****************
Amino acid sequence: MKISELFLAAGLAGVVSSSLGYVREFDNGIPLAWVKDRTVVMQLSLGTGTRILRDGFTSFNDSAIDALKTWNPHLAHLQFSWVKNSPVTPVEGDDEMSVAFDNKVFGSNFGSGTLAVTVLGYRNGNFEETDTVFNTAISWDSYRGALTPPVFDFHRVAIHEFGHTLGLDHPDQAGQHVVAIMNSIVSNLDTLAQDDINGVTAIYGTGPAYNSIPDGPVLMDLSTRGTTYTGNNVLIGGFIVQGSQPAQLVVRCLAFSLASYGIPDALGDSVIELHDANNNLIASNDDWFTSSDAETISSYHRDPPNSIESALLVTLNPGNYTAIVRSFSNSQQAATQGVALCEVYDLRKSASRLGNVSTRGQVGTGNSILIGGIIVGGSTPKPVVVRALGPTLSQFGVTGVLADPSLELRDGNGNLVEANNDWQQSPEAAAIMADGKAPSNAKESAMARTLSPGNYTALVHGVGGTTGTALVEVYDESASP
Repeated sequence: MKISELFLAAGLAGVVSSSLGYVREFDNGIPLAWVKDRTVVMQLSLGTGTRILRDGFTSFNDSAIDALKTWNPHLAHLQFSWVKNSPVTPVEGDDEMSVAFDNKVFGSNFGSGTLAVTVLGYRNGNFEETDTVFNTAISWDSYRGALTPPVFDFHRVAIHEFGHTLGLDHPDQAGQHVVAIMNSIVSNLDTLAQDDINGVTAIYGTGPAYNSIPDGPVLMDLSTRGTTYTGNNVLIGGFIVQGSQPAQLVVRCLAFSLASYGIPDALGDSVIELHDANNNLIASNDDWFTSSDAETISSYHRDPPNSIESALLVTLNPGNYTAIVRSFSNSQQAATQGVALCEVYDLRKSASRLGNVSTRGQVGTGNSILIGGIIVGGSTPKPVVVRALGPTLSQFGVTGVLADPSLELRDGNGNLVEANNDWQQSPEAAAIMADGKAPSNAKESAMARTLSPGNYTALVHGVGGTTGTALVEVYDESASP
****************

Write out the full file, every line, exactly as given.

Amino acid sequence: MKISELFLAAGLAGVVSSSLGYVREFDNGIPLAWVKDRTVVMQLSLGTGTRILRDGFTSFNDSAIDALKTWNPHLAHLQFSWVKNSPVTPVEGDDEMSVAFDNKVFGSNFGSGTLAVTVLGYRNGNFEETDTVFNTAISWDSYRGALTPPVFDFHRVAIHEFGHTLGLDHPDQAGQHVVAIMNSIVSNLDTLAQDDINGVTAIYGTGPAYNSIPDGPVLMDLSTRGTTYTGNNVLIGGFIVQGSQPAQLVVRCLAFSLASYGIPDALGDSVIELHDANNNLIASNDDWFTSSDAETISSYHRDPPNSIESALLVTLNPGNYTAIVRSFSNSQQAATQGVALCEVYDLRKSASRLGNVSTRGQVGTGNSILIGGIIVGGSTPKPVVVRALGPTLSQFGVTGVLADPSLELRDGNGNLVEANNDWQQSPEAAAIMADGKAPSNAKESAMARTLSPGNYTALVHGVGGTTGTALVEVYDESASP
Repeated sequence: MKISELFLAAGLAGVVSSSLGYVREFDNGIPLAWVKDRTVVMQLSLGTGTRILRDGFTSFNDSAIDALKTWNPHLAHLQFSWVKNSPVTPVEGDDEMSVAFDNKVFGSNFGSGTLAVTVLGYRNGNFEETDTVFNTAISWDSYRGALTPPVFDFHRVAIHEFGHTLGLDHPDQAGQHVVAIMNSIVSNLDTLAQDDINGVTAIYGTGPAYNSIPDGPVLMDLSTRGTTYTGNNVLIGGFIVQGSQPAQLVVRCLAFSLASYGIPDALGDSVIELHDANNNLIASNDDWFTSSDAETISSYHRDPPNSIESALLVTLNPGNYTAIVRSFSNSQQAATQGVALCEVYDLRKSASRLGNVSTRGQVGTGNSILIGGIIVGGSTPKPVVVRALGPTLSQFGVTGVLADPSLELRDGNGNLVEANNDWQQSPEAAAIMADGKAPSNAKESAMARTLSPGNYTALVHGVGGTTGTALVEVYDESASP